(Azubuike)..115  23.4  26.8  72.1  14.3  6.9 12.1  31.5  55.1
Sparks…...111  20.9  23.7  69.1  18.5  1.2  7.7  18.0  52.7
(Hayes).....113  21.1  20.2  72.4  17.9 12.2 19.0  39.2  51.2
Morris…...111  22.3  21.0  48.9  13.5  9.1 15.8  71.9  52.8
Rondo…....104  20.0  16.6  62.1  24.0  2.8 10.6  51.5  53.5
Bradley….. 97  24.0  22.7  30.4  24.9  4.8 12.1  32.8  46.3
Alleyne…..124  13.3  12.2  19.5  16.6  6.6 17.6  65.2  65.2
Moss….....116  16.6  15.0  28.5  21.0  7.5 12.0  49.4  59.0
Crawford…. 91  17.9  19.8  25.2  19.1  7.1 11.9  26.8  42.8
Perry….... 97  17.2  20.1  28.2  15.1  9.7 11.6  22.7  42.7
Thomas…... 83  13.9  10.1  13.7  33.9  5.6 15.6  55.6  59.3
Obrzut…...100  10.9   8.3  13.0  30.5  2.0  9.9  61.9  57.1
(Carrier)... 79  12.0  13.1  11.8  27.4  2.9  5.8   6.7  41.7

You often heard about Kentucky’s depth, but it wasn’t quality depth by a longshot. No one off the bench showed the ability to pick up a sizable chunk of the offensive load. Only guard Ramel Bradley can’t be considered an offensive role player, but he turned the ball over too often and shot poorly. No one expects Hayes and Azubuike to be completely replaced, but there isn’t a candidate to impersonate those guys for long periods of time. It may be up to this guy to fill most of Hayes’ minutes…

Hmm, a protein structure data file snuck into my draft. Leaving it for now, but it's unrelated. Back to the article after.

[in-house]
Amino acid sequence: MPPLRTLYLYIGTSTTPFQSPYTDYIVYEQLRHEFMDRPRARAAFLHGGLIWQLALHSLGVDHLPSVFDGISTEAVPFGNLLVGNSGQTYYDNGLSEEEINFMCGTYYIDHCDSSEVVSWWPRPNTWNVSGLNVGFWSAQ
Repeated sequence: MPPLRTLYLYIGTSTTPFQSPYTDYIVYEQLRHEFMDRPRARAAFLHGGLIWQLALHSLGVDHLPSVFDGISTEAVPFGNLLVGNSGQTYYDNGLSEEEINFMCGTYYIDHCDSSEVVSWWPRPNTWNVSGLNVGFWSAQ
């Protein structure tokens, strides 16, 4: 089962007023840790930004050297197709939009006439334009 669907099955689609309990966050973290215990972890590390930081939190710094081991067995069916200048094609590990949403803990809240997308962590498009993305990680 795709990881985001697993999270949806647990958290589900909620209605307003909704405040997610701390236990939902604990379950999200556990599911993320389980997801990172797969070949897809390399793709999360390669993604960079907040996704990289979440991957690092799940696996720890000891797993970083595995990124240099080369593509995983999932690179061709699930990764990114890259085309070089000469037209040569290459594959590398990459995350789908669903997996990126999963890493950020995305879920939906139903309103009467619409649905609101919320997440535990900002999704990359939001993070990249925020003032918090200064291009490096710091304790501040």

ORtg %Poss %Shots %Min  PPG  TO% OR% DR%  FTRate  eFG%
Rekalin Sims  108  31.6  35.8  69.6 19.4 14.4 9.7 27.3  38.9   44.2

Those are Sims’ numbers as a 6-9 forward for Salt Lake Community College last season. And Kentucky fans better hope that there’s not much value in them, because his shooting is horrid for a prospective power forward. Even if we ignore the sub-30% three-point shooting, Sims was a mere 44% on two-pointers. Maybe it’s not a concern since he took so many shots – 545, exceeded by only three players in D1 – that you can’t possibly translate his shooting ability to being a role player at UK. But when I see that fellow juco all-American Chaz Spicer shot over 60% on twos as a power forward, I have to think there will be a serious adjustment period for Sims to play the type of game that Hayes played.

Regarding a replacement for Azubuike, well, there just isn’t one. Not that it’s ever easy to replace the best offensive player on a good offensive team, but there are no viable options that can approach Azubuike’s production. It will be mainly a combination of Crawford and Perry, and perhaps one of them will have a breakthrough, but it’s reasonable to expect a significant drop at this position.